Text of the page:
Peerless Provence

Peerless Provence

Super chef-hotelier Jean Andre Charial is right. Everything about Provence is magical: the light, the countryside, the rocks. Driving from Avignon to Les Baux-de-Provence is the stuff that feel-good films are made of—endless fields, olive groves, stone houses with spewing chimneys. Like all good films, there’s a twist in the tale in the shape of Les Baux, as-much-citadel-as-village, high up in the jagged cliffs called the Alpilles.

The village of old buildings and uneven stone-paved lanes is beautiful, but it’s an eerie beautiful, in winter. The mayor’s Romanesque house resounds with echoes; an old woman in the solitary (open) shop yowls for attention; the muscle-flexing Mistral blows the church door ominously shut behind visitors.

It doesn’t help that within walking distance of Les Baux stands Val d’Enfer, or the Valley of Hell, which legend says is peopled by goblins and witches. Luckily, it’s also peopled by the delightful owners and staff of l’Oustav de Baumaniere, a 16th century farmhouse that is now a chic country retreat, and my destination.

It was in 1945 that Raymond Thuilier, an insurance executive from Lyon, spotted, fell in love with and bought the then-crumbling building. He repaired and refurbished it and created a gastronomic wonder called l’Oustau de Baumanière. This is now run by his grandson Jean-André Charial and his designer wife Geneviève.

Charial says when his grandfather started the hotel, Les Baux was nothing but a ghost town. “While all the great French restaurants were located along on the national highway that everyone took to reach the Riviera, my grandfather came into the wilds of Les Alpilles to invent a new concept of luxury. Oustau was the muse for the Relais & Châteaux hotel association, which was founded much later.” (Oustau was also the first French restaurant outside of Paris to earn three Michelin stars. It has only two now, but the third should be back.)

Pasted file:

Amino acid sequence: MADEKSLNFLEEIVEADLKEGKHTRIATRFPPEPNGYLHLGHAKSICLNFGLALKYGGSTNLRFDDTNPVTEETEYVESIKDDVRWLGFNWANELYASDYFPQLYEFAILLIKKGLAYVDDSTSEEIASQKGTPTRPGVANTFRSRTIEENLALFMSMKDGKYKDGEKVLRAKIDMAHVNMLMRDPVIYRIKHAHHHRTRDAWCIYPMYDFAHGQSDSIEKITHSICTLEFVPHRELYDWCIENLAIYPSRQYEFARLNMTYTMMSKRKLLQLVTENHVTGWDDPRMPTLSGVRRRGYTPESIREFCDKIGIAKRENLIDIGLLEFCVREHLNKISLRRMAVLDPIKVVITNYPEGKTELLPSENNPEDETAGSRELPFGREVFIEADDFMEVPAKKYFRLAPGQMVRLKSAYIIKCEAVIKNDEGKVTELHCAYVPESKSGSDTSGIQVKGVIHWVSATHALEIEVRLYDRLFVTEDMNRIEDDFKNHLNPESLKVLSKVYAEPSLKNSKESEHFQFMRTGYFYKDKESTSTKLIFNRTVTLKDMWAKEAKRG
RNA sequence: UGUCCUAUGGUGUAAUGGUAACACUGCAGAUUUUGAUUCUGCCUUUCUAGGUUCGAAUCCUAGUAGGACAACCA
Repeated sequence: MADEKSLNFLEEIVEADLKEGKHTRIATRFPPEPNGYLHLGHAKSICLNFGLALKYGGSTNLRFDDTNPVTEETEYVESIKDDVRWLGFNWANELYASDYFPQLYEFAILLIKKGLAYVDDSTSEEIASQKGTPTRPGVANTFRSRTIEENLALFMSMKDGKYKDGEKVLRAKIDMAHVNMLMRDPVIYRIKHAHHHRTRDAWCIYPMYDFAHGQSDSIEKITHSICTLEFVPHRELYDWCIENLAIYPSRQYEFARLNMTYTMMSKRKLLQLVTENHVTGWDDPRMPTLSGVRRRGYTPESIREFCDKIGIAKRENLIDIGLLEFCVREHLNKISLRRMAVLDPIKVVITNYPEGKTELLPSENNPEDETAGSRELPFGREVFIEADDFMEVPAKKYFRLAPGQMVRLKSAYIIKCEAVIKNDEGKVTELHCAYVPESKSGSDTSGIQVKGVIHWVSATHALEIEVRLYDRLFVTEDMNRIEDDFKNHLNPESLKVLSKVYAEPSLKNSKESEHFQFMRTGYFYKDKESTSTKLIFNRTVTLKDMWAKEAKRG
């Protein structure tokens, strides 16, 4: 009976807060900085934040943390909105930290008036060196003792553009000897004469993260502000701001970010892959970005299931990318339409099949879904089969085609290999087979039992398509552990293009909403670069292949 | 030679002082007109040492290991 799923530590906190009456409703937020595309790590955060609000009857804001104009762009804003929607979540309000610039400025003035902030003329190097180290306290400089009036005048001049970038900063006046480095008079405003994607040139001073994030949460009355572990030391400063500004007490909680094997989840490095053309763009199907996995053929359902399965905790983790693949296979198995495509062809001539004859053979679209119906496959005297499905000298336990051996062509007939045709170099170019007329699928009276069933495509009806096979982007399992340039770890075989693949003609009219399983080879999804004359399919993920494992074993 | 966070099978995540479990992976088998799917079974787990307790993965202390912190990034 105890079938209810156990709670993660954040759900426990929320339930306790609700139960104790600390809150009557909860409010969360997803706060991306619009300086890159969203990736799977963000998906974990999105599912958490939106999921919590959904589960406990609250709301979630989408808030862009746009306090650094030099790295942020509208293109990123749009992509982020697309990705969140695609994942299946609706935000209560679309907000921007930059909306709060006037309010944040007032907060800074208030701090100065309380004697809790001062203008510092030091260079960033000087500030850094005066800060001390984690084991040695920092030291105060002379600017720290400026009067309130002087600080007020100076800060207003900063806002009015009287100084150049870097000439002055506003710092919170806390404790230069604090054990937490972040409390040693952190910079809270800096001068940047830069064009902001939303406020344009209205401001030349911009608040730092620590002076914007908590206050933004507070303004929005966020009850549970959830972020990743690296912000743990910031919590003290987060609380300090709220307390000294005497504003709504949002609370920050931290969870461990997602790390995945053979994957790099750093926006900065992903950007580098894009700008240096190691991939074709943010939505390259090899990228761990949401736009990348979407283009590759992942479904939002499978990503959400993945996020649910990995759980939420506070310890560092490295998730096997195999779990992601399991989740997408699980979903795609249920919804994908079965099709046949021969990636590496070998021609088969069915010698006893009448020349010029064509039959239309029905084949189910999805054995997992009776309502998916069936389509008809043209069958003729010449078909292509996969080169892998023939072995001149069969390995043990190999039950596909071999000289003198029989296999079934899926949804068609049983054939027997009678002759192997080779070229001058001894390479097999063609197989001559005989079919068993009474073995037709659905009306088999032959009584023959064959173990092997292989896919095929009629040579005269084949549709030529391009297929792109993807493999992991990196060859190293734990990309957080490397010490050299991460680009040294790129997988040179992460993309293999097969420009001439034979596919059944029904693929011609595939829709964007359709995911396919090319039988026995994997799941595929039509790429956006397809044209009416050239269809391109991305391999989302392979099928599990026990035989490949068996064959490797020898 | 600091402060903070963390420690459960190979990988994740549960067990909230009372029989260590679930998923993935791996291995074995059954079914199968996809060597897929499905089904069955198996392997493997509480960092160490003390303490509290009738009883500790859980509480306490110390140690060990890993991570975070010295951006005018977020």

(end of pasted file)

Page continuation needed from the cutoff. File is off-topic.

A luminous Mediterranean air overruns Baumaniere. Blue and white are in abundance, both indoors and out, with the colours of the earth filling in the blanks. The sky and pool evoke the inky blue of Van Gogh, who lived for many years in a sanatorium not too far away. Sophistication beds simplicity in the 30 guest rooms. Consider the tree growing at the foot of the bed in one room. A clock is embedded in the headboard in another. A flat screen acts as a virtual picture frame. The mood is lazy, but always luxurious. The dining room, with its vaulted ceiling, quirky table decorations and contemporary lighting, encourages lingering over good food and wine. Of which there is plenty.

The Oustau kitchen buzzes with energy and excitement. Most of the staff is young, but everyone marches to the dual beat that resonates through the house: perfection and simplicity. Jean-André, trained as a cook and winemaker, has worked with great chefs like Pierre Troisgros, Alain Chapel, Paul Bocuse and Frédy Girardet. The multiple grounding in modern gastronomy stands Charial in good stead. While never renouncing his heritage, he continually experiments and encourages experimentation, creating stylized flavours with home-grown produce and other carefully chosen ingredients.

The kitchen garden is his pride, brimming with peas, zucchini, tomatoes, and an overload of herbs. The hotelier, who has an exceptional wine cellar, also has his own olive grove and a wineyard, where he produces a wine he calls L’Affectif.

In recent year, Charial has begun to play a more relaxed role in the kitchen. He still dons his whites for a cooking class (more often than not for guests) or when extra hands are needed on busy summer days. But on others, you’ll see him sitting chatting with guests in the dining room, or away cultivating wine on ‘biodynamic principles’.

Writer Frédéric Dard once said of Thuilier’s Baumanière, “It is not a country inn; it is a reward. L’Oustau is a secret, hidden away on the fringe of the real world, born from the encounter between a place and a man, one just as exceptional as the other.” You could say the same of Charial’s Baumanière.

Courtesy: India Today Spice (First Oublished in March 2008)

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